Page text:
We all cry — some, admittedly, more than others. And while many of us think about why we cry, or what we happen to be crying about, we might not question what our actual tears contain.
Curious and creative photographer Maurice Mikkers did wonder about this, so he began “bottling up the emotion” — that is to say, his own tears, and those of his friends — and placed them under a microscope. The result was a series he called Imaginarium of Tears.
“Science says that every tear has a different viscosity and composition,” Mikkers told Business Insider. “All tears contain a variety of biological substances, including oils, antibodies and enzymes suspended in salt water.”
Scientifically, tears are divided into three different categories based on their origin: emotional, basal, and reflex.
Mikkers sought to examine tears from a number of subjects to see if they looked different depending on what caused them.
To gather tears caused by an emotional reaction, Mikkers would give the subject space, requesting they collect the tear samples on their own.
For basal tears, subjects were instructed to keep their eyes open while looking into a large ventilator. This dried their eyes out and naturally produced tears.
And finally, for the reflex tears, participants performed tear-inducing activities, like chopping onions or eating hot peppers.
Without being able to control the humidity, temperature, and pressure for all of the tears photographed, Mikkers concluded that the origin of the tears didn’t really matter too much at all. Each tear had a different appearance, but there wasn’t much similarity between those in the same category.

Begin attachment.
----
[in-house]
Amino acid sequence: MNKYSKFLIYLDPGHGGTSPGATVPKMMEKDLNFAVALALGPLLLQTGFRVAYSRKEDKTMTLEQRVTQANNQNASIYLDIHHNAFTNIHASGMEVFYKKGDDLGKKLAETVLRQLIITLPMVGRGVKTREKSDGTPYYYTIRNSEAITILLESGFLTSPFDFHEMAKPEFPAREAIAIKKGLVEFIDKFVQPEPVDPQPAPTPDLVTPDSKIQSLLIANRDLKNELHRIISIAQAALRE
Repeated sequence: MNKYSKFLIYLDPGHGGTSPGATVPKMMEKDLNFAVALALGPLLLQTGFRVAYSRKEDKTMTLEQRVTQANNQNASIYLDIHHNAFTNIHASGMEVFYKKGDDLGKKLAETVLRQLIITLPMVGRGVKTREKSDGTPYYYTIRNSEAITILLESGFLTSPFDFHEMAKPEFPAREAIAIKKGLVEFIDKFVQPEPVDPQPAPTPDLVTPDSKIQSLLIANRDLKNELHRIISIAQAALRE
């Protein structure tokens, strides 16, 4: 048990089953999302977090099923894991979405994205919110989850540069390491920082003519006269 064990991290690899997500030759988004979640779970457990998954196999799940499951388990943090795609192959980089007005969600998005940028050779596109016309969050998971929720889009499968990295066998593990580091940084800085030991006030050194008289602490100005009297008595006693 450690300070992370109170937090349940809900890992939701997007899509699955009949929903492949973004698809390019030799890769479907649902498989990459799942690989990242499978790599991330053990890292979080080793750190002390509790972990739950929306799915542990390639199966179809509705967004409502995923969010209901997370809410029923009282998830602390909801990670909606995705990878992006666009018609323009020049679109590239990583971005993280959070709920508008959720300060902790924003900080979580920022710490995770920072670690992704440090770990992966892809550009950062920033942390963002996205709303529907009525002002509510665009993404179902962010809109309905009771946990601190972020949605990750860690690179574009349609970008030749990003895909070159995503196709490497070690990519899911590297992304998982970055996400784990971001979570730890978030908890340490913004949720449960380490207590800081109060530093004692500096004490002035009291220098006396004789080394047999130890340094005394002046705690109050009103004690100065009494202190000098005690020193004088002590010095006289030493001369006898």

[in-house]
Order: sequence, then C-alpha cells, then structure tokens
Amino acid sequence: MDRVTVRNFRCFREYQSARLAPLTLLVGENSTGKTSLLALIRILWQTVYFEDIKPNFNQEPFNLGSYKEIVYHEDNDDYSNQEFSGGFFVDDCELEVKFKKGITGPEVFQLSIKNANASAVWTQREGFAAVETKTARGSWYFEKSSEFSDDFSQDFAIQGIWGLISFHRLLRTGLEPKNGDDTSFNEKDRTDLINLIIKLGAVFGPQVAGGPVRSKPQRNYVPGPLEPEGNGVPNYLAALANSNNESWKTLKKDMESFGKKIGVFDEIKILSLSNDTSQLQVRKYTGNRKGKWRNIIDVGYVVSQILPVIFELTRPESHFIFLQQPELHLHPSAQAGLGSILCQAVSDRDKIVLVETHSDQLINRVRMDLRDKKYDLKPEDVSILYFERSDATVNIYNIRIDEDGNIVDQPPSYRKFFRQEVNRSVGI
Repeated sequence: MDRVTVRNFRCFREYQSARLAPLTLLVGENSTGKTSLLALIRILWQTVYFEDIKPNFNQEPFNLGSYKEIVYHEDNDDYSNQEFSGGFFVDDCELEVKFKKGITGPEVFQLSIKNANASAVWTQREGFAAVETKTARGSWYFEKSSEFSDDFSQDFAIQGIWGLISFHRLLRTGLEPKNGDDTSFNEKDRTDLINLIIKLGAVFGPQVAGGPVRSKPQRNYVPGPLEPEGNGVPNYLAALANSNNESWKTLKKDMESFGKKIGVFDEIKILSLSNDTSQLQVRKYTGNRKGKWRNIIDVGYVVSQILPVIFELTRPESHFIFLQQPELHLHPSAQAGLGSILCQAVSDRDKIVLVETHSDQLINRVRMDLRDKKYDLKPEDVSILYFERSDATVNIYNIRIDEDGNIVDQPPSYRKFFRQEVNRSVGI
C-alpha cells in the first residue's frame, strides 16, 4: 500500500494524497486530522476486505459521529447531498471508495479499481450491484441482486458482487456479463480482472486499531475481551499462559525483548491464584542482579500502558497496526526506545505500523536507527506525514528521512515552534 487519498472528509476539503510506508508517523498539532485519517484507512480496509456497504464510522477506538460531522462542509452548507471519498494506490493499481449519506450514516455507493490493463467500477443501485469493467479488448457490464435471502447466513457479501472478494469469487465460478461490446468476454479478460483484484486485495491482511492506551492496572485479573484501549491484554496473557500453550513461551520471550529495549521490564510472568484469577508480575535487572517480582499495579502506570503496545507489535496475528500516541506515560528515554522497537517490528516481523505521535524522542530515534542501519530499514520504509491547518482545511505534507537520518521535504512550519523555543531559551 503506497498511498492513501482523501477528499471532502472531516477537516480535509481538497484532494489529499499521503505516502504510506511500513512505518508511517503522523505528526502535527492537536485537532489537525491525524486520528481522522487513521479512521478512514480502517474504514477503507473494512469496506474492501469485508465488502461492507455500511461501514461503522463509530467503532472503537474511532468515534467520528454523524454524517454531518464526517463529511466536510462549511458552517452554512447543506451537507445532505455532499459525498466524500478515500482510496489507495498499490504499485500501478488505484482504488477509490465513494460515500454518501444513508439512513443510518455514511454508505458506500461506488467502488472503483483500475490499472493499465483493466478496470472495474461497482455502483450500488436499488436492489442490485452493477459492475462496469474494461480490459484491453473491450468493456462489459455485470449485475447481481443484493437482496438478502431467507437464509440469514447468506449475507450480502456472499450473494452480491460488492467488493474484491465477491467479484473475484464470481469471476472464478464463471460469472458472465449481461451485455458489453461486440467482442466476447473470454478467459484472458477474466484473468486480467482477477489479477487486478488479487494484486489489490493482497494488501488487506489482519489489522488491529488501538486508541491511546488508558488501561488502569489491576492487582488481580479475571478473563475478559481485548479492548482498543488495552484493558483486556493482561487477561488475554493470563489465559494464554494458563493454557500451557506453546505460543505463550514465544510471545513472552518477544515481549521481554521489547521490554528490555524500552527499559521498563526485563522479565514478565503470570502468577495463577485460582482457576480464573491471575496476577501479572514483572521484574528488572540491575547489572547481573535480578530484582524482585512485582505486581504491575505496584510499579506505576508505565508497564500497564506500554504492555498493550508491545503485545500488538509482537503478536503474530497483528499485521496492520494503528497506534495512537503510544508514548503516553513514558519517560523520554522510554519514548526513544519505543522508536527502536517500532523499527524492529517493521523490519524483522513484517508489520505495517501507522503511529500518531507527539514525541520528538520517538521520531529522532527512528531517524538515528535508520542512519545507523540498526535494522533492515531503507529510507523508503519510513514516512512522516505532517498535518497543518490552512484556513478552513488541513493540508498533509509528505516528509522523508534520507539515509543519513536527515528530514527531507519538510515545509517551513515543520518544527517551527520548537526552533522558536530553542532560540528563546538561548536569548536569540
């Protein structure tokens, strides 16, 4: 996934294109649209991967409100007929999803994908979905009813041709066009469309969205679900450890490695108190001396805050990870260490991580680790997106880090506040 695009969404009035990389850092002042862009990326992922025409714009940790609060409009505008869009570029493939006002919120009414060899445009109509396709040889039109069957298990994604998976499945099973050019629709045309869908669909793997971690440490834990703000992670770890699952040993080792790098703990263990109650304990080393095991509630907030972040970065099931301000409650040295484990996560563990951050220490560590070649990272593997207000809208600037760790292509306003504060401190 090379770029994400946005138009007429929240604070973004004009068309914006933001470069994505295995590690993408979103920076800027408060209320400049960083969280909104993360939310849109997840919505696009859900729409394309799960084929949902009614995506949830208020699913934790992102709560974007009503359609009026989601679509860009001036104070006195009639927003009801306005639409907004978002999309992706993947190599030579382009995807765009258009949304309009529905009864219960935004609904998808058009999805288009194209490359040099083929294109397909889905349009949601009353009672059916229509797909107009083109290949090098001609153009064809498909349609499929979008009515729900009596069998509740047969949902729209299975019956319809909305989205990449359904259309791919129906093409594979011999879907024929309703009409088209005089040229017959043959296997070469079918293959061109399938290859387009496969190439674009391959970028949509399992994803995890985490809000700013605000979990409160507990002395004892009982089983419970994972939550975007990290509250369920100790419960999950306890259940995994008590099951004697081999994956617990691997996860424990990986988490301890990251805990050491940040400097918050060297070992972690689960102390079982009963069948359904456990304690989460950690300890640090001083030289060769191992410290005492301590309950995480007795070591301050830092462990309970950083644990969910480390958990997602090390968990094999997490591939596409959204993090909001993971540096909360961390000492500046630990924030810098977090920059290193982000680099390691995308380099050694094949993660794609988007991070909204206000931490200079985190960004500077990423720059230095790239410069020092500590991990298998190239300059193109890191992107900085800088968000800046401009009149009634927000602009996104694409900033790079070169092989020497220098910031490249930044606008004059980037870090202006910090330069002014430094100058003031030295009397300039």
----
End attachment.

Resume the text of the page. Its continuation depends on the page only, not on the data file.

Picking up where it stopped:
“It’s hard to say if the physiology described in science is actually seen when a tear is crystallizing under a microscope, or if the emotional waves and state of the person is influencing the way the tear is shaping when crystallizing,” Mikkers said.
Just like a scientist, he keeps track of his findings with immense care and detailed notes. Mikkers documented his findings through the third lens of his trinocular microscope, where he was able to place his Canon 5D Mark II camera to document the phenomena with incredible detail.
The whole project stemmed from a desire to investigate the parts of our lives we don’t usually question.
“It’s like magic waiting to happen,” Mikkers said of photographing tears, adding that he was surprised to see what his own tear looked like. “I never know what new kinds of structures will be forming when crystallizing a tear, whether it’s from a new person or not. There will always be a new unique shape presented.”
Below are a selection of photos that display how his friends’ tears were affected based on what caused the reaction.
Reflex tears: After cutting white onions.
Psychic tears: After an emotional response.
Reflex tear: After crying from high-dosed menthol oil on eyelid.
Basal tear: After looking into a ventilator.
Basal tear: After looking into a ventilator and smiling.
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